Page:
Aperture controls all three histograms and can be a useful way to control exposure with a single setting.
- [Deke] In part four of our discussion of the elements of wide angle exposure, we're going to take a look at aperture, and it's relationship to both the foreground and background, as well as all three channel based histograms. So in other words if you need to modify the exposure of the foreground and the background all at once, aperture can be the way to go. - [Hergen] So let's look at aperture and it's relationship to the RGB histograms. So aperture, as Deke mentioned, controls both the foreground and background exposure, and it actually does that in ratio, which we'll discuss a little more later on in this movie.
So aperture's also going to affect the luminance histogram, as well as all three RGB histograms. So as usual, let's go ahead and let's take a look at some real world examples. So in this image, we're starting at a fairly high aperture of f 11, and you can see it's a pretty dark image overall. Both the background and the foreground are pretty dark, as is reflected in the histograms on the left, so the luminance, the R, the G, and the B histogram, all of them pretty packed in the shadows, and a little bit bleeding over to the mid-tones.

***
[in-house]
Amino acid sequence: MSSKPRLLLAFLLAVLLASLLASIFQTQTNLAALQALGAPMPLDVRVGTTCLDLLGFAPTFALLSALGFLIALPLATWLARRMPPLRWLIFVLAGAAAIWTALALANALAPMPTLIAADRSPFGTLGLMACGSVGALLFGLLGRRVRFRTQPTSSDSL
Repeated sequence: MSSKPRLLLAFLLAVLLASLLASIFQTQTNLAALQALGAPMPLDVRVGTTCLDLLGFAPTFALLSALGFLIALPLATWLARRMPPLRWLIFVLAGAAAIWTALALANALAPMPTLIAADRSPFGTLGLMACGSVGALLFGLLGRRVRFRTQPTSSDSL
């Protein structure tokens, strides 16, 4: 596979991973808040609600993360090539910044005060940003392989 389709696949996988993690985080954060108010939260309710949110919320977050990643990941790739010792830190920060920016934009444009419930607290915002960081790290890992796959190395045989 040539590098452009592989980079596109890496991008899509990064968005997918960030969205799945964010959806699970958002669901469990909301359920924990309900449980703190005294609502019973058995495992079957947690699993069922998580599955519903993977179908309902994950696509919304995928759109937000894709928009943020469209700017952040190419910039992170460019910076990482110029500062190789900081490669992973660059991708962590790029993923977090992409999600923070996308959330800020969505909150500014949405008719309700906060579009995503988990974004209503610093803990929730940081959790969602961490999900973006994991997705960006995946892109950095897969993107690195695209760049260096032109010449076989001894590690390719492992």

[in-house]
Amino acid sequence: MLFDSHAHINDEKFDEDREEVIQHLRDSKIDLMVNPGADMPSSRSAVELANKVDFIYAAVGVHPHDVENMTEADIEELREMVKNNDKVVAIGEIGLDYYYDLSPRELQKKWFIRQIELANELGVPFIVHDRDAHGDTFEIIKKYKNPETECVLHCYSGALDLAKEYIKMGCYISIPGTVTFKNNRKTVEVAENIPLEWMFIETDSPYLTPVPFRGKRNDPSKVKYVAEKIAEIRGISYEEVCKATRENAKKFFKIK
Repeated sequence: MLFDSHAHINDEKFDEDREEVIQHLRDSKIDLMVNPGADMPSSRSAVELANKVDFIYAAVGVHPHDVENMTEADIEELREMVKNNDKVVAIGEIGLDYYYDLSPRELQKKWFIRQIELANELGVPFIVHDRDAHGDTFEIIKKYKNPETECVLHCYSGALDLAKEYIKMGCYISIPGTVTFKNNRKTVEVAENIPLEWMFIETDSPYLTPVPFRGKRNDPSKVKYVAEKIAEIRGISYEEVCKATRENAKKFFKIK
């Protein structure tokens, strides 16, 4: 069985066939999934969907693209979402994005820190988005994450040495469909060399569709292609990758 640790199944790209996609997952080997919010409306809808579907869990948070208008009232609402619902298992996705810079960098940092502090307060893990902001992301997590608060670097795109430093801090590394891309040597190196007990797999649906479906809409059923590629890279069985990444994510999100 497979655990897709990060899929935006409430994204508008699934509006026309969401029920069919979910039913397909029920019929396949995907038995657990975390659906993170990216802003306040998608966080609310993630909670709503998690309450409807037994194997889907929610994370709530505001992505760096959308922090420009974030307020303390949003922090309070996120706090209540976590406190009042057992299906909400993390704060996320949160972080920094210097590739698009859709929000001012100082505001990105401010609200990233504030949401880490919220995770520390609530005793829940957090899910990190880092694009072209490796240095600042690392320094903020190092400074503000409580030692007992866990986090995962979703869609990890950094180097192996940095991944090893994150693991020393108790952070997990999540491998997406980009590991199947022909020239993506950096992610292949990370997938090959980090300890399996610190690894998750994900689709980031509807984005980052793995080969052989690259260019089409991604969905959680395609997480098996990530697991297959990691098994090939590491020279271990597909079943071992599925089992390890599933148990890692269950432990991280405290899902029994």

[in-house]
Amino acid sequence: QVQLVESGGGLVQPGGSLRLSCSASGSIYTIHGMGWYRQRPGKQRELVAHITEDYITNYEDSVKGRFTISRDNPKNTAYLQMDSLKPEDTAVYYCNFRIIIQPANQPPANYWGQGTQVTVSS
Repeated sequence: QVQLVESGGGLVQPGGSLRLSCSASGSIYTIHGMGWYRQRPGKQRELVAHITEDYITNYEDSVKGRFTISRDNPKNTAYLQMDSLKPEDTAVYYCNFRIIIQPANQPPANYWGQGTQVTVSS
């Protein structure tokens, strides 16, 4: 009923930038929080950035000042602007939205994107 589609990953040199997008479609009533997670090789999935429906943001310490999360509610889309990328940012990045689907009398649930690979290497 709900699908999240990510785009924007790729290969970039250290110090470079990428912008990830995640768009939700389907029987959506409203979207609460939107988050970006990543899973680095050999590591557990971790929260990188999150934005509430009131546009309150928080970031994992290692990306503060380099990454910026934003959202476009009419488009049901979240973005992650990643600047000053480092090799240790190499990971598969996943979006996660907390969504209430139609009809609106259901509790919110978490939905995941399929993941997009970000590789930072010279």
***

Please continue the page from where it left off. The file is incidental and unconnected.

- [Deke] And so this is a classic example of not pushing the histograms to the right, and so anytime those histograms are leaning this far to the left, we're going to have an extremely dark image. - [Hergen] So in this image, we've opened up our aperture a little bit, letting in a little more light, so we're at f 8, and if you look at the histograms, both the luminance, R, G, and B, all of them are starting to show a little more information in the mid-tones, and starting to creep into the highlights, and this is, of course, also reflected in the image, cause as you can tell both the foreground and the background are both getting a little bit brighter.
So here we've opened the aperture up to 6.3, and you can easily see that both the foreground and the background have gotten significantly brighter than when we started at f 11. And looking at the histograms, well that's just reinforcing it. Both the luminance, the R and the G, have started to populate the highlights. Now that blue histogram is starting to clip a little bit. - [Deke] So in the red and green channels, these are great examples of moving the histogram to the right without touching the right-hand edge, whereas in the blue channel, we've gone too far.
- [Hergen] So we're going to take it one step further just to see what happens. So here we've gone down to 5.6, and looking at those histograms, the red and the green still look pretty good, but that blue is having some serious clipping happening now. So as we can see, we've pushed that blue channel a little far, and what that means is we probably got some loss of detail in our water. - [Deke] But I should say that some of that might be made up by the fact that the red and green channels are not clipping. - [Hergen] And looking at our luminance histogram, it doesn't really look like we've caused anything to go white.